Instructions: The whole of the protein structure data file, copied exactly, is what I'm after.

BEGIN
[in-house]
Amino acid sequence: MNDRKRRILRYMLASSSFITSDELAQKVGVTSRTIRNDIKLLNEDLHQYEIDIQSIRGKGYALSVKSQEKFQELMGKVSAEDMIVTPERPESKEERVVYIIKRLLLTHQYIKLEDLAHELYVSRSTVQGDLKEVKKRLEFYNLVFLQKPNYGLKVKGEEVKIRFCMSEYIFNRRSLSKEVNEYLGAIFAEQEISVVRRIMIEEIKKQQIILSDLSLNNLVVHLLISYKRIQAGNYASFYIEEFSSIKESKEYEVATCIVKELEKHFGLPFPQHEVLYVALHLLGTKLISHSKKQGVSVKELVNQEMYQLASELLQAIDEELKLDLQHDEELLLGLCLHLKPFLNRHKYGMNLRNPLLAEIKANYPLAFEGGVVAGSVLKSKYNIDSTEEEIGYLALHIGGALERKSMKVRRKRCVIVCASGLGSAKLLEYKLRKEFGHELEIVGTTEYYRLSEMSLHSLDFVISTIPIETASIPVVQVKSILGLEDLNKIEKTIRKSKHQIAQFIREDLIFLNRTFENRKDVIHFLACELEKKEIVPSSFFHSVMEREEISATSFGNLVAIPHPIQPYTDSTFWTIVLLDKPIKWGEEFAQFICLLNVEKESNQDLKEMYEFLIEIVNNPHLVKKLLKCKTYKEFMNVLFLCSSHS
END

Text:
[in-house]
Amino acid sequence: MNDRKRRILRYMLASSSFITSDELAQKVGVTSRTIRNDIKLLNEDLHQYEIDIQSIRGKGYALSVKSQEKFQELMGKVSAEDMIVTPERPESKEERVVYIIKRLLLTHQYIKLEDLAHELYVSRSTVQGDLKEVKKRLEFYNLVFLQKPNYGLKVKGEEVKIRFCMSEYIFNRRSLSKEVNEYLGAIFAEQEISVVRRIMIEEIKKQQIILSDLSLNNLVVHLLISYKRIQAGNYASFYIEEFSSIKESKEYEVATCIVKELEKHFGLPFPQHEVLYVALHLLGTKLISHSKKQGVSVKELVNQEMYQLASELLQAIDEELKLDLQHDEELLLGLCLHLKPFLNRHKYGMNLRNPLLAEIKANYPLAFEGGVVAGSVLKSKYNIDSTEEEIGYLALHIGGALERKSMKVRRKRCVIVCASGLGSAKLLEYKLRKEFGHELEIVGTTEYYRLSEMSLHSLDFVISTIPIETASIPVVQVKSILGLEDLNKIEKTIRKSKHQIAQFIREDLIFLNRTFENRKDVIHFLACELEKKEIVPSSFFHSVMEREEISATSFGNLVAIPHPIQPYTDSTFWTIVLLDKPIKWGEEFAQFICLLNVEKESNQDLKEMYEFLIEIVNNPHLVKKLLKCKTYKEFMNVLFLCSSHS